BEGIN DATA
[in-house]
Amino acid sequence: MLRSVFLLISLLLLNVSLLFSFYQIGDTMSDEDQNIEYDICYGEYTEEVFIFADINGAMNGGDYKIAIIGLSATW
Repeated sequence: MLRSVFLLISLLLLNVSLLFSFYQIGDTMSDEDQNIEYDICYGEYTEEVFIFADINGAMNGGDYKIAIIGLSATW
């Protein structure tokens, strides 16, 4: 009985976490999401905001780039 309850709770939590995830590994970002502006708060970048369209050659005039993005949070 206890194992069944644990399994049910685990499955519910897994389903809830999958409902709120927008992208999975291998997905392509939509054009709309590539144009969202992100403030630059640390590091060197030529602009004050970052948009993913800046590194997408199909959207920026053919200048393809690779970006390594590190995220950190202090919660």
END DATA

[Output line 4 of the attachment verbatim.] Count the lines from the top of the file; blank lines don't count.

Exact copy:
């Protein structure tokens, strides 16, 4: 009985976490999401905001780039 309850709770939590995830590994970002502006708060970048369209050659005039993005949070 206890194992069944644990399994049910685990499955519910897994389903809830999958409902709120927008992208999975291998997905392509939509054009709309590539144009969202992100403030630059640390590091060197030529602009004050970052948009993913800046590194997408199909959207920026053919200048393809690779970006390594590190995220950190202090919660």